Published on February 26th, 2014 | by Mace & Crown Administrator0
The LEGO Movie Connects Generations Through Play
Viewers follow the story of Emmet, an invisible face in the crowd of fictional Bricksburg. He accidently finds himself in the middle of a prophecy that changes the direction of his life when dual protagonist, Wyld Style, invades his world and drags him across half the multiverse.
This multiverse is the LEGO world as if it were a manifestation of the world, not a toy franchise. The utilization of the LEGO premise required imaginative ways of simulating what does not exist as a LEGO set, such as water, smoke and explosions. As a comic book movie is supposed to be faithful to its source material, this movie is faithful to its origins. The guns shoot red laser LEGO pieces. The ocean is created by a combination of blue and white tinted plastic LEGO buttons.
Filled with comedic homages to the different franchises, the LEGO movie intelligently parodies main conventions of the hero’s journey and artifact-centered plots. The movie introduces the villain (Lord Business) and mentor (Vitruvius) rivalry, beginning the story in a setting familiar with most action/adventure movies.
The rivalry comes off slightly trite. The movie understands this though and goes out of its way to show how contrived the loss of Vitruvius’s sight and his sudden prophesy are by having the line, “it is all true because it rhymes.”
Unlike most parodies, where this would be a throwaway line to get the audience giggling, this line actually foreshadows a crucial plot twist coinciding with a huge thematic reveal while setting the tone of this movie. Truly, nothing is wasted.
The viewer experiences a typical day in the life of Emmet and in a 1984-esk dystopia where everyone likes the same song, the same TV show and does everything relatively the same way. While the image is not as haunting as many dystopian worlds, it gets the point across that there is an underlying source of conflict.
Many times before his opportunity for change, Emmet snaps in and out of his catatonic optimistic attitude. This method plugs in what would have been an inexcusable plot hole, explaining why the other miniature figures have personalities but Emmet does not.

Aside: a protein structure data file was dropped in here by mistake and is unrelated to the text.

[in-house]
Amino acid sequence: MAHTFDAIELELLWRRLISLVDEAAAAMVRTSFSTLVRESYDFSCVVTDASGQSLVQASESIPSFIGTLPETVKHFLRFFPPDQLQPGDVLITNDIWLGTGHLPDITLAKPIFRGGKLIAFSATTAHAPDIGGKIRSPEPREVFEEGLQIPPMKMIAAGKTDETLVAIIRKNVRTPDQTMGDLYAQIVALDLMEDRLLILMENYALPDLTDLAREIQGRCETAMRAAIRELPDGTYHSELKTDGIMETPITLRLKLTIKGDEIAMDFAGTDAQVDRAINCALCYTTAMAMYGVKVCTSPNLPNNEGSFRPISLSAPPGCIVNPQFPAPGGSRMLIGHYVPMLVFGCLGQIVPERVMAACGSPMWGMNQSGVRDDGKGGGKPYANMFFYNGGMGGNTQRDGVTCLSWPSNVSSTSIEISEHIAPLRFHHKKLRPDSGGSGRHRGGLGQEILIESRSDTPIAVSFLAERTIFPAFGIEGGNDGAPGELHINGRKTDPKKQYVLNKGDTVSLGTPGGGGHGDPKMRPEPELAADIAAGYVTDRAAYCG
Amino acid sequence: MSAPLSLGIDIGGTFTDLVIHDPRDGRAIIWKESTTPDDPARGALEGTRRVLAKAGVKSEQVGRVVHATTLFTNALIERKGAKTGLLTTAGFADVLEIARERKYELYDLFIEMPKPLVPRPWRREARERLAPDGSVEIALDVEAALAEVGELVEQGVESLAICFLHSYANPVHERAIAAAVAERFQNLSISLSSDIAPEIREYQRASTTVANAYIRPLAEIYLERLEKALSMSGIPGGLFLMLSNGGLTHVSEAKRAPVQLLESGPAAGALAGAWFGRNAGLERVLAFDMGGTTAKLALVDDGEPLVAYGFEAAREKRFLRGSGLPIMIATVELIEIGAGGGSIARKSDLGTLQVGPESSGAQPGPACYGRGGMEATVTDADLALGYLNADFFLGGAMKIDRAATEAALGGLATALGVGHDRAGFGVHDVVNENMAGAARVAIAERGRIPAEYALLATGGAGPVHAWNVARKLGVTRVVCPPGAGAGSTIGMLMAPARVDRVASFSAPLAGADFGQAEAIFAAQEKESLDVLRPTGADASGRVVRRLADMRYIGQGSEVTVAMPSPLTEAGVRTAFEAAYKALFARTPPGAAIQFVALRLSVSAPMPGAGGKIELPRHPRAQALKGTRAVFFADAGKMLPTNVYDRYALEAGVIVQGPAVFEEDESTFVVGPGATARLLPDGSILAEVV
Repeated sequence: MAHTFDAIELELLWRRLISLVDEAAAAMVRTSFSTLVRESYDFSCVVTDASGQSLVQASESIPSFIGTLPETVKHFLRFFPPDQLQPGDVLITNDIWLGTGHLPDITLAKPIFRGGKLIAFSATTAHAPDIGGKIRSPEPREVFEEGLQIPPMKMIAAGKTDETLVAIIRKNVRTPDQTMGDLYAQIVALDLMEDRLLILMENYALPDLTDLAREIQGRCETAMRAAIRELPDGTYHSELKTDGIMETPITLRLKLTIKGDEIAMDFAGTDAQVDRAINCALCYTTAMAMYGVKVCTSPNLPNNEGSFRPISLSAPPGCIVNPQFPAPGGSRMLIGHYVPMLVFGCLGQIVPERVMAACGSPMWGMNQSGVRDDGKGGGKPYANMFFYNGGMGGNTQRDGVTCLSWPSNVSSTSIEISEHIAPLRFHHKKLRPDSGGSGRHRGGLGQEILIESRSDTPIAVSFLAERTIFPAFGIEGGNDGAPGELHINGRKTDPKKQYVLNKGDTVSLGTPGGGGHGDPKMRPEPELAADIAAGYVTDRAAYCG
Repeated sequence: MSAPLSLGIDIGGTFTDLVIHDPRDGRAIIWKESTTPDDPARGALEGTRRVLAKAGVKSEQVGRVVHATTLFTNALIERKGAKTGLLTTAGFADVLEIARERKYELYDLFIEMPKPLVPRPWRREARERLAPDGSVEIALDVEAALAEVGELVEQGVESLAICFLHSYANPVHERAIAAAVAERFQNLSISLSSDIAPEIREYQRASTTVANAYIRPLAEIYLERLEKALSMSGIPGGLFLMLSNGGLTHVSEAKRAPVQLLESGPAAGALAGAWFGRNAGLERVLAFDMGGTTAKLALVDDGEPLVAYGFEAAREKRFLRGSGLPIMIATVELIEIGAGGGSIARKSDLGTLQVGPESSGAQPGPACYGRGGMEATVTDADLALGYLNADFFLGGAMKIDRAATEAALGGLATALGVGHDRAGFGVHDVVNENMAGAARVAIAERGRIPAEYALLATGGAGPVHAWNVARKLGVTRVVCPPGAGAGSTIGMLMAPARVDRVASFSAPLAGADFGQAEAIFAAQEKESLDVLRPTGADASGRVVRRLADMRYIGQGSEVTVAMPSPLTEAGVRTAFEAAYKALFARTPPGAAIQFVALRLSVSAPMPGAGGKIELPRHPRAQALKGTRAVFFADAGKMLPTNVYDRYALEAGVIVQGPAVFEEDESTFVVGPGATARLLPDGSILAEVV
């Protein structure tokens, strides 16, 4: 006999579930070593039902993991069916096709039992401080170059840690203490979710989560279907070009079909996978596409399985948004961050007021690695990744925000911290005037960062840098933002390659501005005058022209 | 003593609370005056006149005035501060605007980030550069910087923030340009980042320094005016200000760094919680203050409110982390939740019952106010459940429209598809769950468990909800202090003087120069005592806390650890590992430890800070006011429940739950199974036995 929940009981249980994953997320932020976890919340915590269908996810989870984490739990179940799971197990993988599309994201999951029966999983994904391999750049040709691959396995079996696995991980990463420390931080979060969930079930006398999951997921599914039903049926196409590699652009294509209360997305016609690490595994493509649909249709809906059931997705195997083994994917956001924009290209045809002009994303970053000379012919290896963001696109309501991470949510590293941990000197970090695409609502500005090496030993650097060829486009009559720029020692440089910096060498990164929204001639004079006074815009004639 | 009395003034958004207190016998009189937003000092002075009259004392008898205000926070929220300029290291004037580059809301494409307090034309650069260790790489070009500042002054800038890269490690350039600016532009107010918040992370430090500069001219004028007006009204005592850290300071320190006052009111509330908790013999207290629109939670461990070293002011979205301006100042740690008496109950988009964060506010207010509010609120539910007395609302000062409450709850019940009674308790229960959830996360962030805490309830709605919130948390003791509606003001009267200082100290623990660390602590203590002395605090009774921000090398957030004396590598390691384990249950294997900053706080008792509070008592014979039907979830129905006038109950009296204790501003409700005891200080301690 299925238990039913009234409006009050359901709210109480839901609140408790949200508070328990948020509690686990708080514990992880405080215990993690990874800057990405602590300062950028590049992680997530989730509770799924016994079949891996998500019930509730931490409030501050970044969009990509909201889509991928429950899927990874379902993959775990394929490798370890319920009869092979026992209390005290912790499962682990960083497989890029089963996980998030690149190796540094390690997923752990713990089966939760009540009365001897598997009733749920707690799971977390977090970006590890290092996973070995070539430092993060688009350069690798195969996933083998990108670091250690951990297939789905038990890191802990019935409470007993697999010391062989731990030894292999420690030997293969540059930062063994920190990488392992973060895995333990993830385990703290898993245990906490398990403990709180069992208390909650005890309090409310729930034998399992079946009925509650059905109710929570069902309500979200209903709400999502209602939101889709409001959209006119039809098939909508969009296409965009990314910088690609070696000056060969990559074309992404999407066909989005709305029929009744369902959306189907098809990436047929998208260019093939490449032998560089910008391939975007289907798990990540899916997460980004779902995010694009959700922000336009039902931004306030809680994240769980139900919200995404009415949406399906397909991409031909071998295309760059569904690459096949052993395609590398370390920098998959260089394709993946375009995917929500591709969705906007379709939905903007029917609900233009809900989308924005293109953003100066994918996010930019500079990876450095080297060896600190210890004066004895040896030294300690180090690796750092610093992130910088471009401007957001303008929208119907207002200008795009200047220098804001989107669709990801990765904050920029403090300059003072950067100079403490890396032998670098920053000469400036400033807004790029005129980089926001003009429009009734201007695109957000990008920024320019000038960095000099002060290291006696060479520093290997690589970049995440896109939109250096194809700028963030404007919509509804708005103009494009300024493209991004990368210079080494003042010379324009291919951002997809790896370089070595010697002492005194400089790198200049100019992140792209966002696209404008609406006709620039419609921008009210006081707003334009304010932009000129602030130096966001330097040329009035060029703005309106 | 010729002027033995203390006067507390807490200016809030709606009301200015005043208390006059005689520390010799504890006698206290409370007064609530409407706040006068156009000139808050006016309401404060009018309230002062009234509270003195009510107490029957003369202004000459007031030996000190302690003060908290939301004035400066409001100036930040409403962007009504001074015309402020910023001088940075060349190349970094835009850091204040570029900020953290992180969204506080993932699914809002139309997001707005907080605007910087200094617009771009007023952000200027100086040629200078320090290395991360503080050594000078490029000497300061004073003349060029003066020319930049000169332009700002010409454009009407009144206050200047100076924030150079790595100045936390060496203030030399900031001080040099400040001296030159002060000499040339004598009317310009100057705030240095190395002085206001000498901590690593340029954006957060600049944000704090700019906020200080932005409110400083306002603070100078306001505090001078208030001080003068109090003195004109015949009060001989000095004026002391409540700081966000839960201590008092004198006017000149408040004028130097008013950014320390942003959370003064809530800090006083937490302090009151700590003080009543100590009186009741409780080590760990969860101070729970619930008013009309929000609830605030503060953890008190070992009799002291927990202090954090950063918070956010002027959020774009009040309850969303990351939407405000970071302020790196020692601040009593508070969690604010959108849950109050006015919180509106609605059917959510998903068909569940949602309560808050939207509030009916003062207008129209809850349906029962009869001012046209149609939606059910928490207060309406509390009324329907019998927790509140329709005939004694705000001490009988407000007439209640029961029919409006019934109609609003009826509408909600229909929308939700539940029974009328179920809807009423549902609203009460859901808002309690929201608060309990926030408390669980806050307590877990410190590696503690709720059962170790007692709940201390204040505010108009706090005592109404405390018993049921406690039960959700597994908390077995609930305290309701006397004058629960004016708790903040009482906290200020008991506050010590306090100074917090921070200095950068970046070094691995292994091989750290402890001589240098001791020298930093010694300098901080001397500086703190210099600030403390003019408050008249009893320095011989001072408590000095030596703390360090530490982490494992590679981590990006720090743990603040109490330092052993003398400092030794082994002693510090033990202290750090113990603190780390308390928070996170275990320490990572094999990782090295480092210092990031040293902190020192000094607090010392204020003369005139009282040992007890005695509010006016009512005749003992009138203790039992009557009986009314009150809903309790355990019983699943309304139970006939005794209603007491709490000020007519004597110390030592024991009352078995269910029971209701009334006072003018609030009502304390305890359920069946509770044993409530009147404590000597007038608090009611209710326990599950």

The other figures in Bricksburg channel their individualized personal rebellion through their slight differences in personality. When it becomes obvious that Emmet cannot do this, it helps to suspend the viewer’s belief when the police cannot find Emmet as “his face is so generic it matches everyone face in the computer.”
Music is complementary to the scenes and the differing worlds are all united under the techno overtones to the tracks. “Everything is awesome!” is the only song with lyrics and it is woven through the story with bits and clips of the catchy tune and chorus. The song is never intrusive and the fully realized version plays over the credits, adding to the movie’s ambiance.
The voice acting and the acting is played straight and the actors seem to have a reverent nostalgia toward the material. The comedy and plot twists have weight due to the acting, not being as plastic as the LEGOs themselves. The moral of the story does not feel tacked on but rather like the character defining moment in an arch.
At its core, this movie is a commentary on how the LEGO franchise has been distorted throughout its existence. The prevalence of instructions and the existence of Lord Business as its super villain, exemplify how the ordinary consumer of LEGO does not think for his or herself. They just make what is shown on the box, not caring about the infinite possibilities of the individual pieces within the box.
This movie nurtures the ideal of creativity and how it establishes a bridge between generations, portraying the toy’s and movie’s inclusive demographic. This movie is not a 100 minute commercial.
The LEGO movie is awesome, even if it makes me feel like I played with LEGO’s wrong. I thoroughly enjoyed the jokes, gags and references to all the different LEGO universes, and I am convinced this will be the only movie that has Dumbledore and Gandalf in the same room and Batman on board the Millennium Falcon.
By Kimberly Joy Ward